Delhi High Court on Friday ordered the Associated Journals Ltd, publisher of the Indian National Congress-linked National Herald newspaper, to vacate its headquarter in Central Delhi, ITO Area within two weeks. On November 22, Justice Sunil Gaur had reserved his order in the land lease case.
Bharatiya Janata Party’s Subramanian Swamy had filed a case against the then Congress chief Sonia Gandhi and her son, Rahul, along with other leaders of the party Oscar Fernandes, Motilal Vohra and Sam Pitroda, alleging their involvement in massive ‘cheating and breach of trust’ in the acquisition of AJL by Young Indian Pvt Ltd. He had averred that assets worth crores of rupees had been allegedly transferred for purposes other than originally intended.
AJL had challenged the October 30 order of the Urban Development Ministry, which had ended its 56-year-old lease and asked it to vacate the premises in the Press Enclave at ITO by November 15 on grounds of violation of the agreement. Counsel, representing the Land and Development Office, contended that it was malicious prosecution and impugned order vitiated by mala fides and ulterior political motives.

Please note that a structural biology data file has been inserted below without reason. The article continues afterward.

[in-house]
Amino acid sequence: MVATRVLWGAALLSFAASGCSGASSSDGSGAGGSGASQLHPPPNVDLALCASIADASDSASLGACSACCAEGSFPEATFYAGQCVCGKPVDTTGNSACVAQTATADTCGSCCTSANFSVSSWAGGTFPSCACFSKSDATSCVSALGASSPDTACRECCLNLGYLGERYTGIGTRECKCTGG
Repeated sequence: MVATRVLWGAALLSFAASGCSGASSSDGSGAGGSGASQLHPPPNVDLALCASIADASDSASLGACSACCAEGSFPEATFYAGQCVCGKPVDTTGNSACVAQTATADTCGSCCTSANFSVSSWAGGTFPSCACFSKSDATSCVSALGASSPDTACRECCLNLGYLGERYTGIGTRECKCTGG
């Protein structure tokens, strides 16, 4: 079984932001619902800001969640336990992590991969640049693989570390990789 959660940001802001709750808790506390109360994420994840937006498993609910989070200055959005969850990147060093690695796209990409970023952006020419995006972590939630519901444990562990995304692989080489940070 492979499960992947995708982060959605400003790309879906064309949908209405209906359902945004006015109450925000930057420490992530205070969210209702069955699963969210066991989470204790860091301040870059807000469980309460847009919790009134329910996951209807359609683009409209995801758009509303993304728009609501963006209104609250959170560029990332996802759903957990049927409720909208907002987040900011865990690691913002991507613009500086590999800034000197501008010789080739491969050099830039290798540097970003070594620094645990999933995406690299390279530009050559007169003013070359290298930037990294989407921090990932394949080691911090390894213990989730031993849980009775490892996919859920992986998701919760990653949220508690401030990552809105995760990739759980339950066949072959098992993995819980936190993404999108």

Welcoming the HC’s decision, Ministry of Housing & Urban Affairs asserted that the dismissal of the petition filed by AJL has justified Government re-entry of the premises at 5-A, Bahadur Shah Zafar Marg, New Delhi.
In a statement, the ministry said, “the Court has further ordered that there is no impediment in the way of the Government to invoke the provisions of PP Act to seek eviction of petitioners, in case they do not voluntarily vacate the premises and hand over its vacant possession to the Govt within a period of two weeks by 03.01.2019. By this decision, the Court has vindicated the stand of the Government.”
However, Indian National Congress, unfazed by the verdict, said that the parties have the constitutional right to appeal and express faith in the court of law. Talking to reporters here, AICC spokesperson Jaiveer Shergill said, “this is a legal case. The parties have the Constitutional right to appeal. We feel that there is no violation of rules and have full faith in the court of law.’’
The Insides Speak.